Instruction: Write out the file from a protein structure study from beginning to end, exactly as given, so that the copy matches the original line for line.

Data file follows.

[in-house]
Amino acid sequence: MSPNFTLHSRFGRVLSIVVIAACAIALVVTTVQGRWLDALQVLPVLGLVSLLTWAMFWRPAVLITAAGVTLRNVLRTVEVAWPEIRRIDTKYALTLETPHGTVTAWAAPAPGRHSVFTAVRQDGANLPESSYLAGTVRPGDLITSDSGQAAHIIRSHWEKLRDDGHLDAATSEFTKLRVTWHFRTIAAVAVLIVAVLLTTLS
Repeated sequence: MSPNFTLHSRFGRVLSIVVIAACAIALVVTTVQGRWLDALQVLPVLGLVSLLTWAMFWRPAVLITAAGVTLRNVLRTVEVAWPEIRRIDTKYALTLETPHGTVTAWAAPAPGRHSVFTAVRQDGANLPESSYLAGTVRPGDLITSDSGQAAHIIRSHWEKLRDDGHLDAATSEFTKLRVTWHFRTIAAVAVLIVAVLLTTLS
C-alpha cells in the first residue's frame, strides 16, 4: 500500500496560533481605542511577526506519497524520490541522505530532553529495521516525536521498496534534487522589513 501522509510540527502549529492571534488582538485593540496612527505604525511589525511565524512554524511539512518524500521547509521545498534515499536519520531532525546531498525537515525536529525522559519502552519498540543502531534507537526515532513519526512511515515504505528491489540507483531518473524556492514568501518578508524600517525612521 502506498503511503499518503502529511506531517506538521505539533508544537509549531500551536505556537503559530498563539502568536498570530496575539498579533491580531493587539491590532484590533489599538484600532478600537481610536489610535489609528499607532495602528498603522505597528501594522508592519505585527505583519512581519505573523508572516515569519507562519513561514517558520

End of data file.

[in-house]
Amino acid sequence: MSPNFTLHSRFGRVLSIVVIAACAIALVVTTVQGRWLDALQVLPVLGLVSLLTWAMFWRPAVLITAAGVTLRNVLRTVEVAWPEIRRIDTKYALTLETPHGTVTAWAAPAPGRHSVFTAVRQDGANLPESSYLAGTVRPGDLITSDSGQAAHIIRSHWEKLRDDGHLDAATSEFTKLRVTWHFRTIAAVAVLIVAVLLTTLS
Repeated sequence: MSPNFTLHSRFGRVLSIVVIAACAIALVVTTVQGRWLDALQVLPVLGLVSLLTWAMFWRPAVLITAAGVTLRNVLRTVEVAWPEIRRIDTKYALTLETPHGTVTAWAAPAPGRHSVFTAVRQDGANLPESSYLAGTVRPGDLITSDSGQAAHIIRSHWEKLRDDGHLDAATSEFTKLRVTWHFRTIAAVAVLIVAVLLTTLS
C-alpha cells in the first residue's frame, strides 16, 4: 500500500496560533481605542511577526506519497524520490541522505530532553529495521516525536521498496534534487522589513 501522509510540527502549529492571534488582538485593540496612527505604525511589525511565524512554524511539512518524500521547509521545498534515499536519520531532525546531498525537515525536529525522559519502552519498540543502531534507537526515532513519526512511515515504505528491489540507483531518473524556492514568501518578508524600517525612521 502506498503511503499518503502529511506531517506538521505539533508544537509549531500551536505556537503559530498563539502568536498570530496575539498579533491580531493587539491590532484590533489599538484600532478600537481610536489610535489609528499607532495602528498603522505597528501594522508592519505585527505583519512581519505573523508572516515569519507562519513561514517558520